All the Lanny Bashers are Going to Shit a Brick — I broke biggest golf story of the year in 2014

I was browsing Geoff Shackelford’s website just now and came across a piece about GolfChannel.com’s most read stories of the year.  What was the top story?  “Report: Woods paid Galea $76K for 14 visits”

As regular readers know, I’m the one who broke that story, or perhaps more accurately, pointed it out to the world.  I read the book Bloodsport the day it was released and immediately saw the discrepancy between what Hank Haney (and Woods and Galea) told us about the number of visits Galea made to Woods’s residence and what the book reported.  I contacted Hank Haney, and, within a couple of hours, Golf Digest (which employs Haney) printed an article on the matter with a comment from Haney.  Golf Channel followed up on that.

I broke the biggest golf story of the year, all from this joke of a website.  The government damn well better increase my grant money for 2015.  I’m the best golf reporter in the world, dammit, and I shouldn’t have to live in my parent’s basement.

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12 Responses to All the Lanny Bashers are Going to Shit a Brick — I broke biggest golf story of the year in 2014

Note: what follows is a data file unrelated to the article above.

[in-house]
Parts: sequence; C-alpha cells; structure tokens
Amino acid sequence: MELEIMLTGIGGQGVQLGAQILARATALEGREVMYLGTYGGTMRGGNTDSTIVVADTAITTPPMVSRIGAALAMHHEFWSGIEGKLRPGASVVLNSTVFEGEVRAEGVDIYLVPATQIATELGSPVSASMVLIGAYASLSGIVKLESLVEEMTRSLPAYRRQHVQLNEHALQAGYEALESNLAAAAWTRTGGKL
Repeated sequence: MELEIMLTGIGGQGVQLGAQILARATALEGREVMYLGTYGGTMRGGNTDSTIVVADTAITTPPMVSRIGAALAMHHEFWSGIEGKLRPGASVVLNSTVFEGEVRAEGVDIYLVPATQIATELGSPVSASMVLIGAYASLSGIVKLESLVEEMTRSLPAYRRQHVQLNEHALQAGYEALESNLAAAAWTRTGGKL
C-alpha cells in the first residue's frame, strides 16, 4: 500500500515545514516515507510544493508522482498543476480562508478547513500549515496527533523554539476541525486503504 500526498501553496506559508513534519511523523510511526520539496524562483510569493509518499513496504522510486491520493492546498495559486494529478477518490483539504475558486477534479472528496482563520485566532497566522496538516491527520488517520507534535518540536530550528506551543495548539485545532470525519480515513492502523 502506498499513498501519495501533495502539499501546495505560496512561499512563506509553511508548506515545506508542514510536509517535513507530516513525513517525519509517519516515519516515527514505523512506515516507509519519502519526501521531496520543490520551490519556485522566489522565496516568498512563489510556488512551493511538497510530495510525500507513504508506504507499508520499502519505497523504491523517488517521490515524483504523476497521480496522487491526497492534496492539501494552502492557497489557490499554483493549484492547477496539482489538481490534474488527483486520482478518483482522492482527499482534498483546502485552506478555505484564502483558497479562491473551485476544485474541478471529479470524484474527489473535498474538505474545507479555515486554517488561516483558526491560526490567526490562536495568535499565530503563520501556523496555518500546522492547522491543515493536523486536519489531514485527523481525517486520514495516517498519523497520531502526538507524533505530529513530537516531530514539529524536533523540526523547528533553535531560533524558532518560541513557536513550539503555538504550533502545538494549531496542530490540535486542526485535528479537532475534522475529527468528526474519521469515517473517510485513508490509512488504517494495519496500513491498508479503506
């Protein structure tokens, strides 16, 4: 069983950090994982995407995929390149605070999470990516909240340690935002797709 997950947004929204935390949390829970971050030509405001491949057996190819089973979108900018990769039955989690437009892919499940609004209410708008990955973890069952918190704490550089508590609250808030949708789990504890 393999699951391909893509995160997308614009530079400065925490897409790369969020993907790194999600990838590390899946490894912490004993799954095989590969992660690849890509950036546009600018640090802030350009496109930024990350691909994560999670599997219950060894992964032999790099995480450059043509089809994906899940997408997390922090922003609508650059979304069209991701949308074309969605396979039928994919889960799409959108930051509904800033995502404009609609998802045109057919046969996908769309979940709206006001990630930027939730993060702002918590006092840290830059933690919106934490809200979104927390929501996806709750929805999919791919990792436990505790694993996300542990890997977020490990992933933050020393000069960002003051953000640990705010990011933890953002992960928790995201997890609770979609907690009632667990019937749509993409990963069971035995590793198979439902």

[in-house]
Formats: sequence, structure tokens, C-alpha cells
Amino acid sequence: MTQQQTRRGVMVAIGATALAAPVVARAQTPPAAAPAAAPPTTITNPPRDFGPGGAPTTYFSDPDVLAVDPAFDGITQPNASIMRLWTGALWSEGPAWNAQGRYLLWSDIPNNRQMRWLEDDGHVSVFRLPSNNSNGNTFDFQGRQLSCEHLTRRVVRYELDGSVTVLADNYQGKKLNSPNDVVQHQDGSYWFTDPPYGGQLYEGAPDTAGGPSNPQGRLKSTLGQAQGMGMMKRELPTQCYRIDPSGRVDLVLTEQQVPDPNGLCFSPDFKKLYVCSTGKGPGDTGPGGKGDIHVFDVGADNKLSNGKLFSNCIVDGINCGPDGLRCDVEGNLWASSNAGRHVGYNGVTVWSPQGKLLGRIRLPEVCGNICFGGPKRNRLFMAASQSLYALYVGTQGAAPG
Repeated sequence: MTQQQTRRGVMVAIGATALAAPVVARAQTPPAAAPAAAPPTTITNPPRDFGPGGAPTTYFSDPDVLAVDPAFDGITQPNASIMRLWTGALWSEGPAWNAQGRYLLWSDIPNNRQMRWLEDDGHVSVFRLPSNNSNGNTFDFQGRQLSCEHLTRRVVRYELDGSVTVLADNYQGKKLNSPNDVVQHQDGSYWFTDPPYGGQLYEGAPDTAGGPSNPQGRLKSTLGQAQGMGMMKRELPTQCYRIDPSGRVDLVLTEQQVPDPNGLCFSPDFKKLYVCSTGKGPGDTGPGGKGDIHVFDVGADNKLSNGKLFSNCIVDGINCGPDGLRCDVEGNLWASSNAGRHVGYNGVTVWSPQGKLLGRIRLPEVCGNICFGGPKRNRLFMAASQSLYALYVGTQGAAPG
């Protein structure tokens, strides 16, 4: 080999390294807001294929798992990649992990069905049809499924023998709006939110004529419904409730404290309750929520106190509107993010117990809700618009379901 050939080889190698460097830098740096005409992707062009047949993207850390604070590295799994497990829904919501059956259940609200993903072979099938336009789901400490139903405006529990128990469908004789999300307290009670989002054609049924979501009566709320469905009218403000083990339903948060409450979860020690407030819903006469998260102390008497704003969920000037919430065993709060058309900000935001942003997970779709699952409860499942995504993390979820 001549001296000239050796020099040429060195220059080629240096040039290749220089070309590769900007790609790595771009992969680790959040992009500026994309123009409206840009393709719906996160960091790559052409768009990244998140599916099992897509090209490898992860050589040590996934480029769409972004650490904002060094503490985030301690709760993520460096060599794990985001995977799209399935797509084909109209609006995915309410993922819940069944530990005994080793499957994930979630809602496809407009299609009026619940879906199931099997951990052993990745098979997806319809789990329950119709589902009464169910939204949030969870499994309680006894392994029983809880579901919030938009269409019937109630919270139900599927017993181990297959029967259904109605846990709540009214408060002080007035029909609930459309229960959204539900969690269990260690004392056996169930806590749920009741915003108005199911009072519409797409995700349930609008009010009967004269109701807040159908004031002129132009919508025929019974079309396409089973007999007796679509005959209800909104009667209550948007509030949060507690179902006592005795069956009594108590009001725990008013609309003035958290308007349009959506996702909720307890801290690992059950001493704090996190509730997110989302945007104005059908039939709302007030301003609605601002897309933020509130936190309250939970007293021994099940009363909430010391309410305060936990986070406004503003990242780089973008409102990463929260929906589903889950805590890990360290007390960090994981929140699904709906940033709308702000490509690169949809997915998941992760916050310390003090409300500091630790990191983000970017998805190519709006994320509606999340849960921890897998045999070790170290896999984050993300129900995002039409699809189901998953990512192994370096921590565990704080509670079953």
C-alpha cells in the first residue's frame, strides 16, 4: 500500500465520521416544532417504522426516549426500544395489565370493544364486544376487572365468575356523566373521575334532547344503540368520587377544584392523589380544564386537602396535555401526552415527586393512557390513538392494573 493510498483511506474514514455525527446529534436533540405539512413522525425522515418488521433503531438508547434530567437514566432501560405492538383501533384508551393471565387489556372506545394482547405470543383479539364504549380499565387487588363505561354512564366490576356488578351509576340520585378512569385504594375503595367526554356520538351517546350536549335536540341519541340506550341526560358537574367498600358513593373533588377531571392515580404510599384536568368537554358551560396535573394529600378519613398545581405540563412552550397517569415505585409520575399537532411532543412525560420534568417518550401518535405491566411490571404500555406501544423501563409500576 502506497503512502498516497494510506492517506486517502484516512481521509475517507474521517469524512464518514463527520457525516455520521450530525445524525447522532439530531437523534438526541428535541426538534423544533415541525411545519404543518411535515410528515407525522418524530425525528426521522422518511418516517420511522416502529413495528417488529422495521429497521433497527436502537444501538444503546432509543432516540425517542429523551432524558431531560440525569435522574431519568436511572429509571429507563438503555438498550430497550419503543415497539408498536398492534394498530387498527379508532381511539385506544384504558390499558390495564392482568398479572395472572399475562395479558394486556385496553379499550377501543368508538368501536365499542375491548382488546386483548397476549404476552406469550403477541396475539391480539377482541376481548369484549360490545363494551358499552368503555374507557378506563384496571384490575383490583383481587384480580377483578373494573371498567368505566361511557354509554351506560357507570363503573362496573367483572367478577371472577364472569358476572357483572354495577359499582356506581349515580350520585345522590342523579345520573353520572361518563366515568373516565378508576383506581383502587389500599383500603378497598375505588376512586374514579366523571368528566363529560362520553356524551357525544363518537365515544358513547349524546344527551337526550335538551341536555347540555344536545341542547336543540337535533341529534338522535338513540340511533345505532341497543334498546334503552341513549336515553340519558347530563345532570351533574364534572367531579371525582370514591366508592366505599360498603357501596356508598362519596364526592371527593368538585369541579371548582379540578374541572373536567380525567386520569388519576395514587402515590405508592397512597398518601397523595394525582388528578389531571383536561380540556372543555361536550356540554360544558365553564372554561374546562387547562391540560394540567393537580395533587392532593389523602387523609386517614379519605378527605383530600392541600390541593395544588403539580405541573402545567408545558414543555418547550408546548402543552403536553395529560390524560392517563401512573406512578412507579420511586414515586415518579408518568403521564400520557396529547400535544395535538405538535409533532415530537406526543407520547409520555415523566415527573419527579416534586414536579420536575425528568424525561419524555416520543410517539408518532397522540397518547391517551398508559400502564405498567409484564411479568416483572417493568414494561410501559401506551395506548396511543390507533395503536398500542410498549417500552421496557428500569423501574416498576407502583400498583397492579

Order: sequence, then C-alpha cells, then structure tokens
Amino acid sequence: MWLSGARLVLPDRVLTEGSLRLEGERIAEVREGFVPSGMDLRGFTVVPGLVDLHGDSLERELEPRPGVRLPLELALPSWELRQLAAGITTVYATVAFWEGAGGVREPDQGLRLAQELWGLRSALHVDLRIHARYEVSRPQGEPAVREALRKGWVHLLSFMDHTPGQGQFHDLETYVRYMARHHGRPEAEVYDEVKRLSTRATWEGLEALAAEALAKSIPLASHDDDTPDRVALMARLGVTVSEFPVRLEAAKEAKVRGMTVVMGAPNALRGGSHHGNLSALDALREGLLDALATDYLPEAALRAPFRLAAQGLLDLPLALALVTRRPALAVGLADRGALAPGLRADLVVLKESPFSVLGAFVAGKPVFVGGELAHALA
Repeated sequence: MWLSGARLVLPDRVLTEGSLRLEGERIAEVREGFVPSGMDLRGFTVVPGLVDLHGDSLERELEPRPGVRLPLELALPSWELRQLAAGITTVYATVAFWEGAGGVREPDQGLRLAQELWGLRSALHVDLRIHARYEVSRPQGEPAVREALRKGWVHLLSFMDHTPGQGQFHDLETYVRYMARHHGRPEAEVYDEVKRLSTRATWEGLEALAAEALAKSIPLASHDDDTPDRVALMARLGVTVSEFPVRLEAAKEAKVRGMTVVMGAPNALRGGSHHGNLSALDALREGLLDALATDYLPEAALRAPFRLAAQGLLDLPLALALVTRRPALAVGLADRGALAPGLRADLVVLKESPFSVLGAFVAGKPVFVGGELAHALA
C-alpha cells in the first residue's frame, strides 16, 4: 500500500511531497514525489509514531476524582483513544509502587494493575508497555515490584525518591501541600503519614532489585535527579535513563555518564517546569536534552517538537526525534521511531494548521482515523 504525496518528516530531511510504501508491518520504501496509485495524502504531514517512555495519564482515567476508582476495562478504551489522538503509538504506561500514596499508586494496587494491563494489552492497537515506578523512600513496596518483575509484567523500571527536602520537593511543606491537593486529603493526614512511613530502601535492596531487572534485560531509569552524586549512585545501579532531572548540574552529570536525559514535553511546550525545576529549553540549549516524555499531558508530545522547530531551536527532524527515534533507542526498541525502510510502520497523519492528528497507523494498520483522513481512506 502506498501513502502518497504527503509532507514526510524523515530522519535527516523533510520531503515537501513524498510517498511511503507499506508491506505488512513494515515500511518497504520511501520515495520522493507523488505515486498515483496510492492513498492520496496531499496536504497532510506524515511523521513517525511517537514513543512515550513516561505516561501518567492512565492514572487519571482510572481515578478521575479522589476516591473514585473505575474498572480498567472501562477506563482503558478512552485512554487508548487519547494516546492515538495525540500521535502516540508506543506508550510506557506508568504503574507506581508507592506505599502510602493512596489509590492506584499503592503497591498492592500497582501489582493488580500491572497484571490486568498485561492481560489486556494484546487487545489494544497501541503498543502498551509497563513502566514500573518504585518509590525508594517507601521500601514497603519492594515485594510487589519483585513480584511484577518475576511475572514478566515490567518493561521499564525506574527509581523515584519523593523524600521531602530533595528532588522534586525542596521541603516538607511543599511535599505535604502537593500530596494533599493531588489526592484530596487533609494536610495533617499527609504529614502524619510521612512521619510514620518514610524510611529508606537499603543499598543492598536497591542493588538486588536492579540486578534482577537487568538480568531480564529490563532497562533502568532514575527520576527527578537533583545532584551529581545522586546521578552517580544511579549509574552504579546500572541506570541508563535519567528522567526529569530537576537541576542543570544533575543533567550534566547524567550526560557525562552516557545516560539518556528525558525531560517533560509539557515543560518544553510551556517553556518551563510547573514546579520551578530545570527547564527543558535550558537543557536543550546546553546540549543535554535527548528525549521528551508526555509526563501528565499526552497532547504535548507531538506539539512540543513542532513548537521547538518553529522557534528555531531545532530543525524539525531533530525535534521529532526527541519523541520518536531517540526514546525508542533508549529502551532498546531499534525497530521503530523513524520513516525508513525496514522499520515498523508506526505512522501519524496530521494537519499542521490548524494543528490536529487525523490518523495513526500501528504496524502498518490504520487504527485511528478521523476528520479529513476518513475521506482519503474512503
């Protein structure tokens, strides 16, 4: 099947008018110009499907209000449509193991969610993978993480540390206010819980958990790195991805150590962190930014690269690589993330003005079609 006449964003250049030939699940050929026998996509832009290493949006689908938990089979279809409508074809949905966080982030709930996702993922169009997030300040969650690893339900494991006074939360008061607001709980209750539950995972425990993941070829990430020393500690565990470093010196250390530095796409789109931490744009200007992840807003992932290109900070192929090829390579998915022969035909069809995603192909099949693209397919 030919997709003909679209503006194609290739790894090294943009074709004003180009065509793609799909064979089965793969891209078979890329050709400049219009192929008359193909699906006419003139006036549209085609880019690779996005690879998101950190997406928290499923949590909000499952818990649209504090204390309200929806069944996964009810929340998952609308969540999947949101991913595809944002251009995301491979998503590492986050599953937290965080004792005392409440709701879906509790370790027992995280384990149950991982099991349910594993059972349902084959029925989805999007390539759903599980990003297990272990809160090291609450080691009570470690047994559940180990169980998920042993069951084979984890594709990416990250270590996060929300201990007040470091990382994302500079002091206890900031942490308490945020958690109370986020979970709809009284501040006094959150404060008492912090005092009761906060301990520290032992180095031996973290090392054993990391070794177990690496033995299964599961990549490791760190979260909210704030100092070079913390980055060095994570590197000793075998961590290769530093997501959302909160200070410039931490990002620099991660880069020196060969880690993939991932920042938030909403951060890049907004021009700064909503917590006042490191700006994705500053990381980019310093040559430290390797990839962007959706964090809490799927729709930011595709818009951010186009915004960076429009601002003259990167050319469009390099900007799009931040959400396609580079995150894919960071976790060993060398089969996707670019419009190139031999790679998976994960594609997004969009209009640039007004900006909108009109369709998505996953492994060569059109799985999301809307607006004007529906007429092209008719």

1. Anonymous says:

    maybe you can live in Tiger Woods basement.

  2. EyesOpen says:

    Lanny you are so stupid, for one thing your constant Tiger hate is hurting golf, a sport you claim to love. Why don’t you try to give golf a good image instead of bad and most people have only heard of Tiger Woods whether you like that or not. Golf was nothing before Tiger and spare me your hate because you can’t stand the truth. If you like golf, if anything you would lie to help Tiger, but you lie to hurt him. I am just saying that is how dum you are. You dream of writing with the big boys, but they write good things about Tiger not bad, so you are failing big time.

    • Sports-realist says:

      eyesopen, your understanding about the history of golf is so off, you are probably 17 years old and are wearing eldrick underwear……

  3. Scratch1957 says: